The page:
During the day, bands of youngsters would roam all the streets, singing a hilarious Kannada ditty full of levity, which runs like this:
(Kaama's wood piece)
(dried cow dung cake named Bheema)
(Dried rounded areca nut)
(Beating with slippers)
The children of God of love (Kaama)
Kalla sule makkalu
(Those bastard children)
(What did they steal?)
(They stole fire wood and dried dung of cattle)
(Why did they steal?)
Kaamanna sudukke kaddaru
(To burn God of love-Kaama)
At the end of the song they would all shout with palms slapping against their mouths.
The real fun for children started during daytime. They would go to every house and ask for firewood. Normally, the householder would give some firewood, or even old damaged chairs etc. If anybody were unwilling to give, the intrepid boys amongst us would scale the high compound stealthily, and steal whatever which was fit for burning, like dried fronds of coconut tree etc. Sometimes, the irate man of the house would chase them out. It was all in good fun.
In the evening, all the firewood collected would be stacked in a pyramid shape. After doing the pooja, the firewood would set on fire to the beating of drums or plates, to the wild cheer of all. Presumably, this burning of Kaama was symbolic of dousing the wild and forbidden desires in people.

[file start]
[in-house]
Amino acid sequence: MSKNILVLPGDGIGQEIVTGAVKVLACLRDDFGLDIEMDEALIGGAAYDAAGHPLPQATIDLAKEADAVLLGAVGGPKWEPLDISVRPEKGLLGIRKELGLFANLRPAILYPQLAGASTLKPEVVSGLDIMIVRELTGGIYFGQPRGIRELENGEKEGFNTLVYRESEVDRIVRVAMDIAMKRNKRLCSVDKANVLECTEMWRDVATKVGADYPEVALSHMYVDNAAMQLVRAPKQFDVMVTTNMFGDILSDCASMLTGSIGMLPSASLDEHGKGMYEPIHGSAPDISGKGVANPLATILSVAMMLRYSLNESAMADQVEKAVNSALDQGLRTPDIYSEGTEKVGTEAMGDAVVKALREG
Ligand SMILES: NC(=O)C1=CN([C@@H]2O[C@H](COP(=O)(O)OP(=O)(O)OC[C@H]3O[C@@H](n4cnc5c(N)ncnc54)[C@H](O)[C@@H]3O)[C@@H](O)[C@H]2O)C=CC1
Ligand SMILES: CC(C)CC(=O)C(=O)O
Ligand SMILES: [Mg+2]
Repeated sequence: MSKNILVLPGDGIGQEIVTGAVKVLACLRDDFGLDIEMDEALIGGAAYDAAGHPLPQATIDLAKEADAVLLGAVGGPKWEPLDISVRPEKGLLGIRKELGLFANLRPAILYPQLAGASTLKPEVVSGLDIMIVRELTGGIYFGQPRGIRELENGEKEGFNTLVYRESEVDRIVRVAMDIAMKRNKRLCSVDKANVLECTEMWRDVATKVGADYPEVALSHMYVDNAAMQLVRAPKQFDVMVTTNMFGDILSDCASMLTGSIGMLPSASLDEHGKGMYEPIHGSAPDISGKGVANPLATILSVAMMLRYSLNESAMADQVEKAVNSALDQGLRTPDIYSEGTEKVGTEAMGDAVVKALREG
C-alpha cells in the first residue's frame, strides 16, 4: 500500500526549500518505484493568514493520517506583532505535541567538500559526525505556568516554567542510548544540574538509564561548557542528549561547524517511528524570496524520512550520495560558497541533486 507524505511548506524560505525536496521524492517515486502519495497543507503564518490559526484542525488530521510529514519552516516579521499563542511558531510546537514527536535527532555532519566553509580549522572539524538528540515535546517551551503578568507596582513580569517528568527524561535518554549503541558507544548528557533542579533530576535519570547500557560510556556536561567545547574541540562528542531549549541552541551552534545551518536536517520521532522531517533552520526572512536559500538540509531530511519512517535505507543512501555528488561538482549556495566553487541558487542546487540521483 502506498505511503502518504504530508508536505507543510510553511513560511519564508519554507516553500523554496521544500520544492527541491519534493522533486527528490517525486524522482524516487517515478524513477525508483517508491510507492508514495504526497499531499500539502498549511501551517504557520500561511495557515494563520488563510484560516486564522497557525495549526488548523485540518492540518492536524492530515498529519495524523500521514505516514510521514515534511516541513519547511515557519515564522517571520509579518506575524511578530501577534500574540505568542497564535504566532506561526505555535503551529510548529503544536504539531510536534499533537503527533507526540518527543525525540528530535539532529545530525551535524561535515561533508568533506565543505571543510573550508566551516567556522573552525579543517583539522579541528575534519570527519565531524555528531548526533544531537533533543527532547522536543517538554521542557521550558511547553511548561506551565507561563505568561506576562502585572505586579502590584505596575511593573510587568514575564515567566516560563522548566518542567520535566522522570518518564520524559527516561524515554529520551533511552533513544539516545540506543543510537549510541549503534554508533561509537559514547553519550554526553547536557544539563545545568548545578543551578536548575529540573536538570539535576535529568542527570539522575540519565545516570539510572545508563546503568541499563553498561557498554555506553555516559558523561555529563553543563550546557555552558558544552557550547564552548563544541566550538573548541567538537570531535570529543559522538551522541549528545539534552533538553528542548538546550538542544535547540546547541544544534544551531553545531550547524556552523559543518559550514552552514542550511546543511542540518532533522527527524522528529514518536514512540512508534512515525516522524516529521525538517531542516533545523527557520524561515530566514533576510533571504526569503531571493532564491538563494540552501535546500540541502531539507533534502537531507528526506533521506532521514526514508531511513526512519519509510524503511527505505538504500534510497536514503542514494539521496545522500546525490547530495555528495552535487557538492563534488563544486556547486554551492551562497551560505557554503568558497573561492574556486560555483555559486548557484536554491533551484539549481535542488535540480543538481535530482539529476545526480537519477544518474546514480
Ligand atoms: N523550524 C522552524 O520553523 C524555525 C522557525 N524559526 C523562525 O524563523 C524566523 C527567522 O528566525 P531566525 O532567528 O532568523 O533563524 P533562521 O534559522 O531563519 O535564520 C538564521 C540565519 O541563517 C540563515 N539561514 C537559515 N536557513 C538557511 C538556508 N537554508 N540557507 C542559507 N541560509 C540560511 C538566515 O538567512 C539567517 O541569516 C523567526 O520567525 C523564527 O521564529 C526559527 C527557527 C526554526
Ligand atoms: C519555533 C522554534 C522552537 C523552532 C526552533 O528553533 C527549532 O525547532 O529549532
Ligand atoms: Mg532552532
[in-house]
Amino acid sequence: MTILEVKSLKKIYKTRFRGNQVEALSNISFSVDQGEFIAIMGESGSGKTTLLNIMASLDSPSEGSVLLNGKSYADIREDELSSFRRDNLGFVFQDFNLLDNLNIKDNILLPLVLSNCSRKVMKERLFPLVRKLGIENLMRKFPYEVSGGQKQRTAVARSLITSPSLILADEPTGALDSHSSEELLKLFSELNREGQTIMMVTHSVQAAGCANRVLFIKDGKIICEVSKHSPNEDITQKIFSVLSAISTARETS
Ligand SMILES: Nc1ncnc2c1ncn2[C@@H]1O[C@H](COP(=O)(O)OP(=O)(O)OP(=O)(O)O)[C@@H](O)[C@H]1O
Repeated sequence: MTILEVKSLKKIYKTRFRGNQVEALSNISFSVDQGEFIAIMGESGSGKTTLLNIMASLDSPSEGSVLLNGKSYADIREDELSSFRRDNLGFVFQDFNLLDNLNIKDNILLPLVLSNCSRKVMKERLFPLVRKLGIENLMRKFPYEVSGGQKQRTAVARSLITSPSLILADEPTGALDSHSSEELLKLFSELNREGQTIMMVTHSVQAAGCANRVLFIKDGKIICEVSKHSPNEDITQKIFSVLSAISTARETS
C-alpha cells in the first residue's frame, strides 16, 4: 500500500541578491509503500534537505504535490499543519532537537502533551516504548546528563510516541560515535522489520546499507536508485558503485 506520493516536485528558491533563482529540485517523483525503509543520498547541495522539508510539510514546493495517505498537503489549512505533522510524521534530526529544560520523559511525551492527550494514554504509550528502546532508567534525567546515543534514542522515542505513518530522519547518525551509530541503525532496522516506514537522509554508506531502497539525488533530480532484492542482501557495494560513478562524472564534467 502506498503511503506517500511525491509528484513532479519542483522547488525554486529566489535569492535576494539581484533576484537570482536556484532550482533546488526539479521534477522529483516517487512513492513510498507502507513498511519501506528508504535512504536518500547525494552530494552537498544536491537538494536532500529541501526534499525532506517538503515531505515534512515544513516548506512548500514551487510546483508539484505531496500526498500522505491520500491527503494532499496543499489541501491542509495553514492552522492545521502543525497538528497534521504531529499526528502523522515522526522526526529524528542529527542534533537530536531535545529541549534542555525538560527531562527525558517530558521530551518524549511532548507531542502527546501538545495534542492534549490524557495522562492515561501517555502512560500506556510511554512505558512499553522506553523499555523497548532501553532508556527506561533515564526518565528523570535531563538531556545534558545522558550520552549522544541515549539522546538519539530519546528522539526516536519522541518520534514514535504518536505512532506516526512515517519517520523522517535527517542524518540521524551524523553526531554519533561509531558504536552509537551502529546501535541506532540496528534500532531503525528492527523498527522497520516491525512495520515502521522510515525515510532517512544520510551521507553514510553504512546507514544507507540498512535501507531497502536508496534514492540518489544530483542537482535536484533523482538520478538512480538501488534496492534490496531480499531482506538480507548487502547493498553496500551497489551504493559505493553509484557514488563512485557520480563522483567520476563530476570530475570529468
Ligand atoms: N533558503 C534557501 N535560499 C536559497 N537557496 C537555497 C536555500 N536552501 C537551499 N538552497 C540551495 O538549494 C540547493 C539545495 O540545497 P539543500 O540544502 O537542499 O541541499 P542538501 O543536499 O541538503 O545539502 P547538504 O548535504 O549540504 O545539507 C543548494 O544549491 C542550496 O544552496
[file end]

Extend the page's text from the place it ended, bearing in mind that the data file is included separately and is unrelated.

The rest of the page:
The games of those times
When I was in middle school, high school and even in college, we spent more time playing rather than studying, unlike now. It would be unfair to blame the students now, for the whole game of learning is different with accent on competition leaving very little time to devote for play. Almost all the time, we would all be playing either in the streets, in the playground or in big fields with lot of trees near our houses.
The types of games we played then have practically disappeared now. The favourite games for children were Mara kothi (Tree Monkey) Chinni Dandu (Gilli Danda in North India), Buguri (spinning the top.) Mara kothi game can be played by many people. This game was a test of agility to climb on the tree and escape being caught by the one who is made to run and pick up stick thrown, while we all scamper like monkeys climbing on branches. It is the boy's business to keep an eye on the stick and try to climb the tree to catch before somebody climbs down and getting hold of the stick and throws far away and climb again. This goes till somebody is caught in the act of throwing.